Chinese Pensions to Boost Exchange

Terry Flanagan

China’s locally managed government funds decide to cross paths with the country’s stock exchange.

There is global concern that the world second largest economy may be due for an economic slowdown via either a “soft” or “hand” landing. China’s economy grew at a sluggish pace in the fourth quarter of 2011. At year’s end, the nation’s GDP expanded by 8.9%, a seemingly high figure compared to U.S. growth but a 9.1% fall from China’s previous quarter.

Not surprisingly, the Shanghai Stock Exchange has also been suffering, losing a “quarter of its value in the past 9 months and is trading 62% below its 2007 peak,” according to Reuters.

It’s no surprise that global investors have been long-interested in China. Yet, regulatory restrictions put in place by a stringent government mired in a closed, communist past has kept the country’s potential largely untapped for many, but China’s recent weakened economy may further a more open investment policy.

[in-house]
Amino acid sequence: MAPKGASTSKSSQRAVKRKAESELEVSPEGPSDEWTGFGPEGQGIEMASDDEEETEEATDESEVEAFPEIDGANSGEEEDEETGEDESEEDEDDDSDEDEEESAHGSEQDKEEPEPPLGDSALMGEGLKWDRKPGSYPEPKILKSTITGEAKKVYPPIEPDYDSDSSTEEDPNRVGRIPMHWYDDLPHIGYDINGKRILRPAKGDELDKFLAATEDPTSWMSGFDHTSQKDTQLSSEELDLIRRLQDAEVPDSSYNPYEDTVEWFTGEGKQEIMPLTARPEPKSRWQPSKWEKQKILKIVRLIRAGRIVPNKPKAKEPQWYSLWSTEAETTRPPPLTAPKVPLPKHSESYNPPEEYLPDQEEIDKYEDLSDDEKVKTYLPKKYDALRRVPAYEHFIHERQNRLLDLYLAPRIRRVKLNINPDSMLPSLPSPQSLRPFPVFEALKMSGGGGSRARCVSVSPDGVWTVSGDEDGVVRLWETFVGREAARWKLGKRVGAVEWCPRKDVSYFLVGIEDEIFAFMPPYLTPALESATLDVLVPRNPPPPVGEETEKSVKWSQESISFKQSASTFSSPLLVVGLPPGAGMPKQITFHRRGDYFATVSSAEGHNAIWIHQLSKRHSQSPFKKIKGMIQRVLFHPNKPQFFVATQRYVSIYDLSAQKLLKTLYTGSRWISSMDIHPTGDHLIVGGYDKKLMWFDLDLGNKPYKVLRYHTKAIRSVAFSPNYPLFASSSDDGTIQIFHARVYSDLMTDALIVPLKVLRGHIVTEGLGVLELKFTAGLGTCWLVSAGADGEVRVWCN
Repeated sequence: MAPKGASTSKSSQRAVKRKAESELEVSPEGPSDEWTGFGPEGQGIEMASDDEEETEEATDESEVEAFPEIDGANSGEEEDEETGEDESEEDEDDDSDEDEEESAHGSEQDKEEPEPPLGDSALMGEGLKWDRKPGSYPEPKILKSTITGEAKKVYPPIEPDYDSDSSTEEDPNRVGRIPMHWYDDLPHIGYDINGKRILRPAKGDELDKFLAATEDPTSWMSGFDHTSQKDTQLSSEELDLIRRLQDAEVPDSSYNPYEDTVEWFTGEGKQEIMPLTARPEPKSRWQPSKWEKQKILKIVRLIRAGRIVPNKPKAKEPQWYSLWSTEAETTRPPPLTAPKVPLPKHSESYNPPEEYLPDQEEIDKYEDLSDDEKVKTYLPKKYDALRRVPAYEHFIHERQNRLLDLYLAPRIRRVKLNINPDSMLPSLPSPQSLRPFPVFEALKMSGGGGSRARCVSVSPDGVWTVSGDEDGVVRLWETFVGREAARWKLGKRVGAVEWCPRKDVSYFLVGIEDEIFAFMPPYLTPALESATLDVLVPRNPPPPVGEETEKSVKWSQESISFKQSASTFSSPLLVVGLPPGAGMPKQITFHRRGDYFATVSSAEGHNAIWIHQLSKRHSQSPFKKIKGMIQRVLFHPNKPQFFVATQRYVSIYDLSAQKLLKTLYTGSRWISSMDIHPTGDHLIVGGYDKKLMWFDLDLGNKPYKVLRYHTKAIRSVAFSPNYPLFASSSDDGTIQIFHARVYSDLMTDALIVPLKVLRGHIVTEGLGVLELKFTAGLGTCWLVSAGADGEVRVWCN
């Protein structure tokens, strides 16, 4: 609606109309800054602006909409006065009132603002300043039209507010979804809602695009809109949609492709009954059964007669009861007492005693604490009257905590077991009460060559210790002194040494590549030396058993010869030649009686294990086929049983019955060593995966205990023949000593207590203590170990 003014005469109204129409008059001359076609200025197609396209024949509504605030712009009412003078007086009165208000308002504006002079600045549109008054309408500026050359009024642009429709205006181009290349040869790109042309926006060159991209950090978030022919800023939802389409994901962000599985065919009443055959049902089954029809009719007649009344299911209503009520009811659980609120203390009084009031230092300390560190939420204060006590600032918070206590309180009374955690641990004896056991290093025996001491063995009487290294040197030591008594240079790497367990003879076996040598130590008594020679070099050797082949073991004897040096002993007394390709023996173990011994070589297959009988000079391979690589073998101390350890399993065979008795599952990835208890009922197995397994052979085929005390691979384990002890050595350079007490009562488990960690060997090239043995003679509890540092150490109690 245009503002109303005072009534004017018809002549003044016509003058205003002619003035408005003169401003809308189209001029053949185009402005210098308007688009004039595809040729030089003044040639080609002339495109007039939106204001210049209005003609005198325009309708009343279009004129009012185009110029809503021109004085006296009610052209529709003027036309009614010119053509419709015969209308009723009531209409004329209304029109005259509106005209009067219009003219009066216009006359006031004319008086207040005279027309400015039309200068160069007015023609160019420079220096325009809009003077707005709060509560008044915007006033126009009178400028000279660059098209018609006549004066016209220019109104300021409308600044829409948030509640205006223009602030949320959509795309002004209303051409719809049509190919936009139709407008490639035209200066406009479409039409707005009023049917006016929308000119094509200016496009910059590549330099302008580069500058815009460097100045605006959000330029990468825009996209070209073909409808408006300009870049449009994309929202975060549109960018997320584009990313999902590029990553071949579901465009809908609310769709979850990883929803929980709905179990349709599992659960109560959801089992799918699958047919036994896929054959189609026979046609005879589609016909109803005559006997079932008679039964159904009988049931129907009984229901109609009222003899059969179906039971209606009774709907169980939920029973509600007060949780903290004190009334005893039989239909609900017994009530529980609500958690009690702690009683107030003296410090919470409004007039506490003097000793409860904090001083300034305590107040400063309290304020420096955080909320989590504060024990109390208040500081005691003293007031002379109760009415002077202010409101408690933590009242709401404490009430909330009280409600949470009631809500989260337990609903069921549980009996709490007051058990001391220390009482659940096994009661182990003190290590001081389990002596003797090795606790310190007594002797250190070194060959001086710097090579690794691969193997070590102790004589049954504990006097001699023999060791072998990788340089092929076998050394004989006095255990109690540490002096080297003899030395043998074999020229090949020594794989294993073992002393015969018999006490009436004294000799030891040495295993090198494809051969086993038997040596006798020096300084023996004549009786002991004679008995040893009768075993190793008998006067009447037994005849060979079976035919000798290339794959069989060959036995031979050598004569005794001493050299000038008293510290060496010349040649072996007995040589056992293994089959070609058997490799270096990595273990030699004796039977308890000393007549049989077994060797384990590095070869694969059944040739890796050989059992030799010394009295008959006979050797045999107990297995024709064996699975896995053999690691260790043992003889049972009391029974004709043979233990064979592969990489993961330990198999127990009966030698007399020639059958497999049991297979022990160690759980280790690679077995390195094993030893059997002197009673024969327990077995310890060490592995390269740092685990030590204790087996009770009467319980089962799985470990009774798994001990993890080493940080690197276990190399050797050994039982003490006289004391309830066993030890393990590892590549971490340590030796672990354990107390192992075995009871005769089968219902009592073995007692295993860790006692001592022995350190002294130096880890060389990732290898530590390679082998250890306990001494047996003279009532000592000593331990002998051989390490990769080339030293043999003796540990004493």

Locally managed government entities and pension funds will soon be permitted to allocate their assets to the Shanghai exchange and trade as shares—up to an alleged 20%, or $57 billion, according to some sources. Amounts will vary according each fund. The largest government entity, the National Social Security Fund, with approximately, $146.5 billion in assets, will also participate.

Currently, Chinese pensions can only invest in government bonds and bank deposits, many of which are low-yield as the global economy is held at a standstill.

Apart from boosting its exchange, China’s move to make pension investments trade-friendly is also an attempt to answer the nation’s increasing dilemma to cover a growing aging population, not unlike pensions in the U.S. that are struggling to stay funded.

A representative neither from the National Social Security Fund nor from the Shanghai Stock Exchange could be reached to comment for this story.

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